I kiss her birthmark again. And again. And again. “You were safe.”
“Griff …” My name rips from her chest.
“I believed you … ninety-nine percent. But before I took a man’s life, I had to know with complete certainty.”
I hold her while she grieves. I can’t entirely imagine what it must be like to hear details of your own death. So … I just hold her.
After long minutes, her labored breaths and jerky sobs fade to a silent stillness. She cups my face, forcing me to look up at her red eyes and tear-stained cheeks. “I let her go.”
I nod and turn my head to kiss the inside of her wrist.
“I let him go.”
“I know,” I say with my lips relishing the feel of her soft skin.
If she didn’t let Daisy and Nate go, she wouldn’t be here.
“But my heart … it never let you go.”
My gaze finds hers, holding it while I stand. “I know.”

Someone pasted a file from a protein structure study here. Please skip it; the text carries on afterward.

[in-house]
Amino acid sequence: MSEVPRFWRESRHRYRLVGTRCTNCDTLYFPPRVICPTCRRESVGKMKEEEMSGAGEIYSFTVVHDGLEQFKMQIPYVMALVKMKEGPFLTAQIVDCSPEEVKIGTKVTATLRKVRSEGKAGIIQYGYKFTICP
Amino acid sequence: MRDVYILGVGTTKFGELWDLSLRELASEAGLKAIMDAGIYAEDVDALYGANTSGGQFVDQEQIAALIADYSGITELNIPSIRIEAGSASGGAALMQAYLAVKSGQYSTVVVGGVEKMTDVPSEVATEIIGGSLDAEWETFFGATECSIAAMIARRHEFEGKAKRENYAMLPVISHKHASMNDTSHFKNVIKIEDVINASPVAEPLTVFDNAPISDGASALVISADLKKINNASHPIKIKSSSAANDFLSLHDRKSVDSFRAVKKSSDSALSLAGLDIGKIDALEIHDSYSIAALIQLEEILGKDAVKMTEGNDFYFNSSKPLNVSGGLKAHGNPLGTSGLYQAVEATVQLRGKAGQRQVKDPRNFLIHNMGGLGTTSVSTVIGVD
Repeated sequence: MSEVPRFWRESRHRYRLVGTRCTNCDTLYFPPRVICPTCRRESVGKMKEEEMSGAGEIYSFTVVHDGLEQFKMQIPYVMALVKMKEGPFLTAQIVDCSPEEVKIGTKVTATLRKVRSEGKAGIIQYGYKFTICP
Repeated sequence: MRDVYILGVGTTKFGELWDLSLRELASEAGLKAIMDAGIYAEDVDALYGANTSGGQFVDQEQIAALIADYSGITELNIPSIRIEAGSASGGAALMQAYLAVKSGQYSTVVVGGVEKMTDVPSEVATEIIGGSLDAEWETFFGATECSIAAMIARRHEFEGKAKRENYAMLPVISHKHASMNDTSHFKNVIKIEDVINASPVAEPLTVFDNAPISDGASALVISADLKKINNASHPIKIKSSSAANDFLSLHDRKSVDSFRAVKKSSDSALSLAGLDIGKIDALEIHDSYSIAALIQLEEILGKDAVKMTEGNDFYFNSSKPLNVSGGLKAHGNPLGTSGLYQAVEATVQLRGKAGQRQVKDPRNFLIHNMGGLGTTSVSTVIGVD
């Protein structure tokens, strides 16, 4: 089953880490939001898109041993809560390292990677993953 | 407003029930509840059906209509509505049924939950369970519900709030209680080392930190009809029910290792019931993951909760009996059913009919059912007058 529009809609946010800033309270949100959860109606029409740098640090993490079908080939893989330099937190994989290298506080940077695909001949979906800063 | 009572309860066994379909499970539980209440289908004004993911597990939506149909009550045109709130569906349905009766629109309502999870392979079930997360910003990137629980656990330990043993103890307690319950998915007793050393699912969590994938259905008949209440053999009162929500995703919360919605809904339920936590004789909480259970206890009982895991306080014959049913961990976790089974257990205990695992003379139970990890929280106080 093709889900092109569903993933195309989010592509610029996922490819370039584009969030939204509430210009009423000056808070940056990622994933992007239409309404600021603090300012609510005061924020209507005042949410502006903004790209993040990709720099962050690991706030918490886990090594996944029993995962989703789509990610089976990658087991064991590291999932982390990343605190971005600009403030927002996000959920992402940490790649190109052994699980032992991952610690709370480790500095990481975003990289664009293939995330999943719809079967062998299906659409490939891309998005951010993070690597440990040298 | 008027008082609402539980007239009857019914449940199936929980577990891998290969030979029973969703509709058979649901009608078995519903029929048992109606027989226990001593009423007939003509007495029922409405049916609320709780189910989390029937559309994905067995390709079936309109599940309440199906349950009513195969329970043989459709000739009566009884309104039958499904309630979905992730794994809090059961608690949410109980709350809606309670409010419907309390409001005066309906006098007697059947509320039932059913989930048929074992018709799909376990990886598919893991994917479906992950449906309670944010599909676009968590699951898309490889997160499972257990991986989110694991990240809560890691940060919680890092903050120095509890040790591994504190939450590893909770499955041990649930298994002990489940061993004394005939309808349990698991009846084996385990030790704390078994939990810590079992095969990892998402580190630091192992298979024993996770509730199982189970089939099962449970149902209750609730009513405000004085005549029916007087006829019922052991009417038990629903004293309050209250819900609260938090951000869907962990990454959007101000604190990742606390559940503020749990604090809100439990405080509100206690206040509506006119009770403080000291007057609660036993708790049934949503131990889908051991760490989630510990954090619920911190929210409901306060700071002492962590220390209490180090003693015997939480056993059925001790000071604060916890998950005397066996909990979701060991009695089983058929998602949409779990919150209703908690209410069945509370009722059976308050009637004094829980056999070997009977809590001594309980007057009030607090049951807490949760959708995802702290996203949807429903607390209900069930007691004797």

She smiles. “All.”
“You said we’re all or nothing.”
I grin. “All.” Then I grab her a clean shirt and slip it over her head.
“It’s a little big.” She pinches the front of it and brings it to her nose. “But it smells like Griffin.”
I chuckle. “It’s a clean shirt.”
I take her hand. “Come on, Samantha. Let’s grab some food.”
She pulls in the opposite direction. I stop.
Her expression falls serious again. “You took a life.”
I took a life.
And while I need her to share some of the burden, I will never tell her that every day for the rest of my life I will think about how it felt to be judge, jury, and executioner. I will never tell her that no matter how much he deserved to die, it’s impossible to kill someone without letting go of a piece of your own soul.
“I saved a life. Many lives.”
I’ll tell myself that every day too. I have to think that. I have to believe it.
“How many? How many do you think he killed?”
I shrug. “I don’t know.”
“Why?” she whispers.
I don’t answer. I know her question is rhetorical. Sane people can’t explain what exactly makes a serial killer.
“He always had these women coming and going from his apartment. I assumed they had to be hookers.”